Skoda have revealed the first performance SUV in the company’s history, with the 238bhp Kodiak vRS being launched after a prototype set the lap record at the Nürburgring for a seven-seater.

The turbo diesel engine is the most powerful diesel unit the Czech brand have ever produced, and combined with four-wheel drive – which is standard on all Kodiak vRS models – a pre-production model completed the menacing lap in 9 minutes and 29 (point 84) seconds.

Dynamic Sound boost in the family rocket ship enhances the audible qualities of the diesel power plant. The 20″ alloys are also standard for the first time on a Skoda, and out of the box the Kodiak vRS also has full-LED headlights and tail lights, whilst exterior design cues are finished in gloss black.

Combining practicality with speed, the speedy SUV offers space for up to three rows of passengers, depending on the format selected.

More details of the Kodiak vRS will be released closer to launch, with pricing starting at £41,375.

With the launch of the new, fourth-generation X5 BMW have released the new X family aesthetic into the world, along with an active chassis system and a new interior.

Sitting larger on the road (36mm longer, 66mm wider, 19mm taller and 42mm longer wheelbase) with separate styling cues for xLine and M Sport models. xLine specification sees aluminium matt bars on the front grille, satin aluminium finish for the roof rails and side window surrounds, with the other exterior trimmings in pearl-effect chrome. M Sport X5’s are supplied with body coloured wheel arch and bumper trim, plus the rear underguard and side skirts, too. Extra large intakes at the front feature too, with the same aluminium matt barred grille. Roof rails, window surrounds and other exterior trimmings are finished in a glossy black hue. The two trims sit on 19″ and 20″ alloys respectively, with M Performance versions wearing 22s as standard – wheels up to this size are available on lesser X5s as options.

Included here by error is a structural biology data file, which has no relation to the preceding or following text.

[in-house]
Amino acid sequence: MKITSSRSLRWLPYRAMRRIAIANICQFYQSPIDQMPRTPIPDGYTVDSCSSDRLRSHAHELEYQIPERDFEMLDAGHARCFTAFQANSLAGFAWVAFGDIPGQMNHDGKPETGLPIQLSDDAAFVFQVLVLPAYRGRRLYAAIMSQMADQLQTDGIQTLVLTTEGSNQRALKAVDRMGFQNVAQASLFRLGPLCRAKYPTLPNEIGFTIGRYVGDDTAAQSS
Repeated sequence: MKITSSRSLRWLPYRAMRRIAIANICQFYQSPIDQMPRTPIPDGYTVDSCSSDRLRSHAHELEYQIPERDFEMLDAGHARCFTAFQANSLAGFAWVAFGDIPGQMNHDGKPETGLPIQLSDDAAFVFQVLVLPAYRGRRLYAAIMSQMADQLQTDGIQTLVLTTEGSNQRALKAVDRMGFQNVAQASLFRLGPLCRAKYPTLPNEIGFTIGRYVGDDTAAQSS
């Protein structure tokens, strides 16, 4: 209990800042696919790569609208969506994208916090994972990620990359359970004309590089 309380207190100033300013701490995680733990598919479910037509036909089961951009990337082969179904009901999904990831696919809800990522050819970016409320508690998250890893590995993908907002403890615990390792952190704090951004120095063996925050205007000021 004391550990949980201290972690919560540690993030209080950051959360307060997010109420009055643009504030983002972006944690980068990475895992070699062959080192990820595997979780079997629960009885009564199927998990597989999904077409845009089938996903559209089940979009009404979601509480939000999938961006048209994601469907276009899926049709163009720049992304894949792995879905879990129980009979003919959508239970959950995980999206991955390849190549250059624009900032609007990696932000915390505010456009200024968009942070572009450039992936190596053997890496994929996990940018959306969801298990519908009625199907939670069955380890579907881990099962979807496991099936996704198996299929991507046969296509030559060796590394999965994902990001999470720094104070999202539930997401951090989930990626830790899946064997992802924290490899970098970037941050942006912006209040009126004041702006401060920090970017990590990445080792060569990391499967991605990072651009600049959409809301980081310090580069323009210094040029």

A single petrol option will feature alongside a duo of diesel  powertrains in the new X5. The X5 M50d will utilise an inline six-cylinder diesel with four-turbos – two low and two high-pressure. The 3.0-litre unit utilises both low-pressure turbos and one high-pressure at all times, with the remainder coming into play at 2,500rpm and above. The full figures quoted for the power unit are 0-62mph in 5.2 seconds, combined fuel consumption of 41.5mpg, 400bhp and 561lbf.ft – potent, you could say.

The unit in the xDrive40i enlists a 3.0-litre petrol six-pot that makes do with a mere pair of turbochargers achieving 340bhp, 332lbf.ft, 5.5-seconds to 62mph and 33.2mpg on a combined cycle. Under the hood of xDrive30d is another straight-six (diesel) with a solitary turbo producing 265bhp, 457lbf.ft, a 0-62 time of 5.2-seconds and achieving 47.1mpg.

Traction – on xDrive models – is managed by the latest version of the BMW all-wheel drive system, which can now shares the power between the front and rear axles with greater precision than before. A rear-biased approach is available for spirited driving, and the rear diff-lock can enhance this for even sportier characteristics – although it is only standard on the M Performance variants.

The new X5 sits on a new chassis, which comprises of a double wishbone front axles and a five-link rear axle. This works in conjunction with dynamic damper control that electronically adjusts the handling to offer the best performance and the highest ride comfort. Air suspension is standard on both the xDrive30d and xDrive40i models, which monitors each wheel individually, and can counteract things such as uneven loading of the boot. Adaptive M suspension Professional comes with M Performance models, with active vehicle stabilisation integral active steering which aids the SUVs agility.

Inside, the instrument cluster is entirely digital, mirroring the graphics of the centre console. Drivers will also notice the newly designed, crystalesque gear selector. The control panel has also been redefined. Vernasca leather drapes the sports seating, which is electronically adjustable and heated as standard. Seat ventilation is added with the comfort packages on offer.